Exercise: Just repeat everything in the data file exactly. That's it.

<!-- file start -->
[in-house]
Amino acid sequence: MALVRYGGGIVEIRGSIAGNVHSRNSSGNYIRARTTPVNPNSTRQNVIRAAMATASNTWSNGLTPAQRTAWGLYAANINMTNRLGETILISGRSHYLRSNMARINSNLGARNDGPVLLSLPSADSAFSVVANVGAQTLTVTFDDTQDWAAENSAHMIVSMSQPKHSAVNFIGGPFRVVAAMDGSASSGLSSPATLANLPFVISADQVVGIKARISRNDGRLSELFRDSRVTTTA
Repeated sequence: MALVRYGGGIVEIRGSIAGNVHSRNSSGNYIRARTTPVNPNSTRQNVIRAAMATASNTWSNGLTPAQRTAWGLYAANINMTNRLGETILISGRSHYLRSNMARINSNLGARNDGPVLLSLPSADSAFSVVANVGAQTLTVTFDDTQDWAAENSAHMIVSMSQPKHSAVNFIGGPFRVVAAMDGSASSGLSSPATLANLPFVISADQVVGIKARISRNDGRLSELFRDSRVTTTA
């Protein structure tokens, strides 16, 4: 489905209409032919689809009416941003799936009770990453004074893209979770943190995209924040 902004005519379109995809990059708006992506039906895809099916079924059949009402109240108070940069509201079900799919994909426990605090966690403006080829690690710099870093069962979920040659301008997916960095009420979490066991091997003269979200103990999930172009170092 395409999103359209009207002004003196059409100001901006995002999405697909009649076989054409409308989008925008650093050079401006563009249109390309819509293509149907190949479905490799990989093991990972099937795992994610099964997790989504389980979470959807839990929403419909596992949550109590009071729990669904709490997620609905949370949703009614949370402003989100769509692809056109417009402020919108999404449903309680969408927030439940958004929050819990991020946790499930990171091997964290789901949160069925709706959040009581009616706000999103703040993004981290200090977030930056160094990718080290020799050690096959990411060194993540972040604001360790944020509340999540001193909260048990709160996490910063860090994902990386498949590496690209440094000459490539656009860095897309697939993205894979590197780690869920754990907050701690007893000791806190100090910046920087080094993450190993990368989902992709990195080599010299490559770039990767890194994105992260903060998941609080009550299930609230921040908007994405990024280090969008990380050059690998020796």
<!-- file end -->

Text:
[in-house]
Amino acid sequence: MALVRYGGGIVEIRGSIAGNVHSRNSSGNYIRARTTPVNPNSTRQNVIRAAMATASNTWSNGLTPAQRTAWGLYAANINMTNRLGETILISGRSHYLRSNMARINSNLGARNDGPVLLSLPSADSAFSVVANVGAQTLTVTFDDTQDWAAENSAHMIVSMSQPKHSAVNFIGGPFRVVAAMDGSASSGLSSPATLANLPFVISADQVVGIKARISRNDGRLSELFRDSRVTTTA
Repeated sequence: MALVRYGGGIVEIRGSIAGNVHSRNSSGNYIRARTTPVNPNSTRQNVIRAAMATASNTWSNGLTPAQRTAWGLYAANINMTNRLGETILISGRSHYLRSNMARINSNLGARNDGPVLLSLPSADSAFSVVANVGAQTLTVTFDDTQDWAAENSAHMIVSMSQPKHSAVNFIGGPFRVVAAMDGSASSGLSSPATLANLPFVISADQVVGIKARISRNDGRLSELFRDSRVTTTA
């Protein structure tokens, strides 16, 4: 489905209409032919689809009416941003799936009770990453004074893209979770943190995209924040 902004005519379109995809990059708006992506039906895809099916079924059949009402109240108070940069509201079900799919994909426990605090966690403006080829690690710099870093069962979920040659301008997916960095009420979490066991091997003269979200103990999930172009170092 395409999103359209009207002004003196059409100001901006995002999405697909009649076989054409409308989008925008650093050079401006563009249109390309819509293509149907190949479905490799990989093991990972099937795992994610099964997790989504389980979470959807839990929403419909596992949550109590009071729990669904709490997620609905949370949703009614949370402003989100769509692809056109417009402020919108999404449903309680969408927030439940958004929050819990991020946790499930990171091997964290789901949160069925709706959040009581009616706000999103703040993004981290200090977030930056160094990718080290020799050690096959990411060194993540972040604001360790944020509340999540001193909260048990709160996490910063860090994902990386498949590496690209440094000459490539656009860095897309697939993205894979590197780690869920754990907050701690007893000791806190100090910046920087080094993450190993990368989902992709990195080599010299490559770039990767890194994105992260903060998941609080009550299930609230921040908007994405990024280090969008990380050059690998020796």